Hybrid loans tax loophole worth billions of euros closed

Maltese finance minister Edward Scicluna at the ECOFIN with Andris Vilks, Latvia's finance minister. [Council of European Union]

EU finance ministers meeting today (20 June) have closed loophole exploited by multinationals to pay little or no tax worth billions of euros, after Malta dropped its objections to a compromise deal on hybrid loan arrangements.

Taxation Commissioner Algirdas Šemeta met with Malta’s minister Edward Scicluna twice yesterday to convince him the agreement, which EU tax law needed unanimous support to be passed, did not infringe the country’s tax sovereignty (here).

Malta was the last member state to block the Greek Presidency of the EU-brokered compromise to revise parts of the Parent-Subsidiary Directive. It was sealed by national ministers last night in Luxembourg, ahead of theEU finance ministers meeting (ECOFIN), the last before Italy takes on the rotating presidency.

Sweden had earlier told the Greeks they could accept the deal after being reassured it would not prevent foreign investment in a model of investment company used by national champions such as Volvo and Eriksson.

“I am delighted that finance ministers have agreed on a crucial revision to the Parent-Subsidiary Directive, which will block a prevalent form of aggressive tax planning, known as hybrid loan arrangements. No longer will companies be able to exploit this loophole in our legislation to minimise their tax bills,” Šemeta said.

“That is good news for public budgets, good news for honest businesses and good news for those who seek fair taxation in the EU.”

The agreement splits the revised Parent-Subsidiary Directive in two; allowing member states to slam shut a loophole on hybrid loan arrangements without agreeing to a hotly debated general anti-tax abuse rule, which would need unanimous support. 

After today’s political agreement, the legislation will be formally adopted at a later session. Member states will have until 31 December 2015 to transpose it into national law.

“Following my meeting this morning with Italian finance minister, Pier Carlo Padoan, I have every confidence that the upcoming Italian Presidency will be able to secure agreement on a general anti-abuse rule, which is the other amendment we have proposed to this directive,” Šemeta added.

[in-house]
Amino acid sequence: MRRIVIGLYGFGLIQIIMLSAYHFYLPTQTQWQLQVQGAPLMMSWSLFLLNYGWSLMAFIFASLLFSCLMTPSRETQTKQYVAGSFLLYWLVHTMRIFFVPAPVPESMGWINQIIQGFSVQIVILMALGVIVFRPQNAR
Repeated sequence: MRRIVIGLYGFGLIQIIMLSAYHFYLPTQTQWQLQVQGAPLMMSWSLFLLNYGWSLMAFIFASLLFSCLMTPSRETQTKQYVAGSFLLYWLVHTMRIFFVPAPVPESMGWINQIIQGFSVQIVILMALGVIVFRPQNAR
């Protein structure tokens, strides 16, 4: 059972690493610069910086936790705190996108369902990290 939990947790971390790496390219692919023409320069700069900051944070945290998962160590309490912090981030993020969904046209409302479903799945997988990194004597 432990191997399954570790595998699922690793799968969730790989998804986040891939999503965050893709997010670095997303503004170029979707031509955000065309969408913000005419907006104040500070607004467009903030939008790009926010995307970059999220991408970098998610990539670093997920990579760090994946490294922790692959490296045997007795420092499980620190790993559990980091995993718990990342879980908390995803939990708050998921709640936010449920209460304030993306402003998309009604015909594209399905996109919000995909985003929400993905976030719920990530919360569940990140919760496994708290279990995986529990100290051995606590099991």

The European Commission has identified hybrid loan arrangements, a combination of debt and equity, as a tax planning tool.

The original parent-subsidiary directive, currently in force, was intended to ensure that profits made by cross-border groups are not taxed twice, and that such groups are thereby not put at a disadvantage compared to domestic groups. It requires member states to exempt from taxation profits received by parent companies from their subsidiaries in other member states.

Some countries classify profits from hybrid loan arrangements as tax-deductible debt. Others don’t, creating a mismatch in national legislation that is being exploited by multinational companies. They plan their cross-border intergroup payments to pay little or no tax.

Malta has come under increasing pressure from the European Commission over aggressive tax planning. It was one of five member states named and shamed by European Tax Commissioner Algirdas Šemeta, who said they needed to do more address aggressive tax planning.

NGOs had also called on Malta, which has a reputation as a tax haven, to break the deadlock.

Tove Maria Ryding, tax coordinator at the European Network on Debt and Development (Eurodad), a network of 48 non-governmental organisations, said, “We mustn’t forget that corporate tax dodging is costing our societies billions of euros, and therefore this is too serious an issue for governments to start playing political games. The Parent Subsidiary Directive is a small but important step in the right direction, and will close some of the most obvious loopholes in the EU tax legislation.”

Malta had argued that the wording of the compromise will compel member states to levy taxation on the basis of the revised Parent-Subsidiary Directive, which infringes on its sovereignty over tax decisions.  

The Greek compromise, which is not public, states that countries should tax certain profits. The Commission’s original proposal said member states should not tax profits if they were not deductible by a subsidiary company.  

The ECOFIN’s euro area countries also adopted a recommendation approving a proposal tto make Lithuania the 19th eurozone country on 1 January 2015.

The finance ministers also approved draft recommendations and opinions on economic and fiscal policies planned by the member states, which will be referred for endorsement to the European Council on 26 and 27 June.

The Parent–Subsidiary Directive was designed to eliminate tax obstacles for profit distributions between parent companies and subsidiaries based in different member states. It gives a tax exemption for dividends and other profit distributions paid by subsidiary companies to their parent companies.

By using a financial instrument called a hybrid loan arrangement, some cross-border companies have managed to avoid paying tax on the profits of these instruments by taking advantage of mismatches between different national laws.  

An amending directive was proposed to close the loophole and introduce a general anti-abuse law to ensure companies respected the spirit of the law. 

26-27 June: European Council meeting.

31 December 2015: Deadline for transposition of political agreement on Parent-Subsidiary Directive.

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